However, in 1969, Minsky and Papert published their book 'Perceptrons' which showed that a single perceptron could never be trained to perform the XOR function. You'll see in the next post why this is so (and why it's not a huge problem), but for now, let's look at three other common neuron models.

Like the linear neuron and perceptron, these start by calculating the weighted sum of their inputs. Recall that you can implement the linear neuron like this:


sigmoid neuron calculates the same weighted sum of inputs, but then it applies the sigmoid function to the result. The sigmoid function is defined in wikipedia like this:

Here's how you define that function in APL:


That definition says 'take the reciprocal of 1 plus e to the power minus  ⍵', where ⍵ is the argument to the function.

You can implement a sigmoid neuron by combining the sigmoid function with a linear neuron.

      sn ← sigmoid ln

You can test it like this: 

      inputs←0.2 0.3 0.1
      weights ← 1 2 0.5
      inputs sn weights

As the name suggests, the sigmoid function is S-shaped. Here is a graph of the function, plotted using Dyalog APL's SharpPlot library:

As you can see, the sigmoid functions value is close to zero for large negative arguments; it has the value 0.5 when its input is zero; and it rises towards one as its input grows larger.

Another commonly used function, with a similar shape, is the tanh function.

APL has implementations of all common trigonometry-related functions. Sin is 1○⍵, and Cos is 2○⍵.  You can find a complete list here.

The definition you need is just


Here is its graph:

As you can see, tanh ranges from -1 for large negative arguments to +1 for large positive arguments. Its value at zero is zero.

The last neuron we'll consider in this post is the Rectified Linear Neuron or RLN.

The transfer function for this neuron is zero for inputs that are negative or zero, and is equal to the input for inputs that are positive.

Here is the APL definition:


The symbol (max) returns the maximum of its arguments. Here's a plot of the RLN function:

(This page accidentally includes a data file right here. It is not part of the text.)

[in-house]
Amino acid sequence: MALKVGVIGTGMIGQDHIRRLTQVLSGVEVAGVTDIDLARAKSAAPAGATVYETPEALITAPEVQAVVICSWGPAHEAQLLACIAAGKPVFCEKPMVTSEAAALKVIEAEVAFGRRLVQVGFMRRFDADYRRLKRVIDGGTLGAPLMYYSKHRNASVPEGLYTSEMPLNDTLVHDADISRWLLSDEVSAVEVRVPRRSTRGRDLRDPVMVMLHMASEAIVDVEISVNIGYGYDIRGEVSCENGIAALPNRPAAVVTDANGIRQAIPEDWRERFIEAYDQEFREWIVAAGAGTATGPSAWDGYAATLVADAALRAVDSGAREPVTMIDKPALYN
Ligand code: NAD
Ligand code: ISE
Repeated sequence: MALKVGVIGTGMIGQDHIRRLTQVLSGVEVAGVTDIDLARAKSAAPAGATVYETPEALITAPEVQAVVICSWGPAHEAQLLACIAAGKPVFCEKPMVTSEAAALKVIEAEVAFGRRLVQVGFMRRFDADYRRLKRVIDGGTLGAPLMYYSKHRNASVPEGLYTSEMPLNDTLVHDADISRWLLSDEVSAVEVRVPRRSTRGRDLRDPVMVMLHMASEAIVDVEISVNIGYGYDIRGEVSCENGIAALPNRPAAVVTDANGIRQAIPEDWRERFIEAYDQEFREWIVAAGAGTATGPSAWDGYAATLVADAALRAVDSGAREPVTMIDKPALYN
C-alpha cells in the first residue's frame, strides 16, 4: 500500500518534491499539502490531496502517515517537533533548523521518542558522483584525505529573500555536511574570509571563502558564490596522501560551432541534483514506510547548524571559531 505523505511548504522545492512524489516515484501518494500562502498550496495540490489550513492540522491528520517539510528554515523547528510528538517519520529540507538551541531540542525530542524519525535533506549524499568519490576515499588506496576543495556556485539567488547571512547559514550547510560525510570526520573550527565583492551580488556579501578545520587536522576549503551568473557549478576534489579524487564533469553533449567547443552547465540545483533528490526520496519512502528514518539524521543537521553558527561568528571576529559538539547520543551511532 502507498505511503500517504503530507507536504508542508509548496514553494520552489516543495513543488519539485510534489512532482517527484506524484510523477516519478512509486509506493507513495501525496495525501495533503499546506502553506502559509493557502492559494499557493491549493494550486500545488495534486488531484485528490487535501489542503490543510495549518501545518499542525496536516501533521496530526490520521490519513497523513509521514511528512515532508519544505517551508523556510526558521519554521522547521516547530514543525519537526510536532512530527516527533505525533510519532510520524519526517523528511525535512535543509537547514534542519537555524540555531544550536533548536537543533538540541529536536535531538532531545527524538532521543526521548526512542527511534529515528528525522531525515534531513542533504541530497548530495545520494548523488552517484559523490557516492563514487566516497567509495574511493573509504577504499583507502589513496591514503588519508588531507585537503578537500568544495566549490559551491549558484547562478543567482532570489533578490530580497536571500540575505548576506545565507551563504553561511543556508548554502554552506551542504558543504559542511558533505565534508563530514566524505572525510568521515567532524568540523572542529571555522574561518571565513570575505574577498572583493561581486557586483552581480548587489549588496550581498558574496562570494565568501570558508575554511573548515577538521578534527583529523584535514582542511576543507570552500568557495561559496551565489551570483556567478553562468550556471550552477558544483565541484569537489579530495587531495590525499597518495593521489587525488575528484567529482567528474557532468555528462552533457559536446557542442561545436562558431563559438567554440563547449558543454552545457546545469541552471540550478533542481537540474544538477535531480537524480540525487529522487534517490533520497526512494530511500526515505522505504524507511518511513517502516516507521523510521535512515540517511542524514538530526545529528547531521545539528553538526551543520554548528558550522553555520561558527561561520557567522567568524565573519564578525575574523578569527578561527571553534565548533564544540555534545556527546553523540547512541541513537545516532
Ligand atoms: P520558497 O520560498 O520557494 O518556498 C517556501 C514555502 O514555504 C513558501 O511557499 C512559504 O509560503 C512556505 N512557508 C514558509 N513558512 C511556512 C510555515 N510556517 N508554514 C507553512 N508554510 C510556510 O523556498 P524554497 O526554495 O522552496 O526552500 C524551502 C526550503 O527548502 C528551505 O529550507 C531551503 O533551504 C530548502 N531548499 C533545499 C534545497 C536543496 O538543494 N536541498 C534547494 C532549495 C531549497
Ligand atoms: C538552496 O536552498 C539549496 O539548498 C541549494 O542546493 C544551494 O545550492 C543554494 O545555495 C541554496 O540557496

I mentioned earlier that the perceptron has some limitations, but why are these other functions popular? A future post will cover back-propagation - one of the most widely used techniques for training an network - and the functions you've been looking at work well for that purpose.

Before then, you'll take another look at the perceptron, you'll see how to train it, and review its limitations and ways of avoiding them.


Friday, 27 May 2016

Student? Expert Problem Solver? Win $2000 and a free trip to Glasgow

If you like coding and solving problems, and are a full-time student, you could win up to $2000 and an expenses-paid trip to a conference in Glasgow later this year.

All you need is a computer and some free software. The computer could be a Raspberry Pi (any model) or a laptop running Windows, OS/X or Linux. I'll tell you where to get the APL software further down this post.
First, though, a warning. If you enter this competition it could change your life!

I’m serious. Just under fifty years ago I had a chance to learn APL.

I did, and it shaped my whole career. I'm still using APL to research neural networks.

Now, if you want, it’s your turn.

The Dyalog APL 2016 problem solving competition 

Dyalog have just announced their annual APL problems solving competition. They want to introduce more people to this extraordinary, powerful language.

If you are a full time student you could win a big cash prize (up to $2000) and an expenses-paid trip to Glasgow later this year.

If you’re not a student, you can still enter, stretch your mental muscles, and have fun.

In a minute I’ll explain how you can enter, and how you can start getting familiar with the language. Before that I’d like to show you a little of what APL can do and why it’s so powerful.

Meet APL: the most productive programming language I know


Suppose you’re a scientist, or an engineer, or an entrepreneur and you need to crunch some numbers. Perhaps you’ve just done an experiment or got some sales figures in. Whatever the background, you have two sets of data:

    expected ← 10 15 13 27 30
  actual ← 9 12 15 25 28

How much do the actual figures differ from what you expected?

1 3 ¯2 2 2

What’s the total difference?


If you’re into statistics, you might ask for the average difference. You could start by writing a program to calculate averages:

    average ← {(+/⍵)÷⍴⍵} ⍝ divide sum by number of elements
    average difference

As you can see, APL is powerful and concise. If you want to find out more, and maybe win a cash prize, you should enter the competition today.

5 Steps to enter


  • Register for the competition here and click the purple ‘Start the competition’ button.You should get a confirmation email within 10 minutes. If you don’t, check your spam folder. If the email is not there, notify
  • Install Dyalog APL on your own machine. You can use a Windows, Linux or OS/X laptop or a Raspberry Pi. 
If you're using a Raspberry Pi you can find out how to install the free software here.

If you're using a laptop you will need to get a license from Dyalog; students can get a free educational licence, and anyone else can get a personal licence for a minimum charge.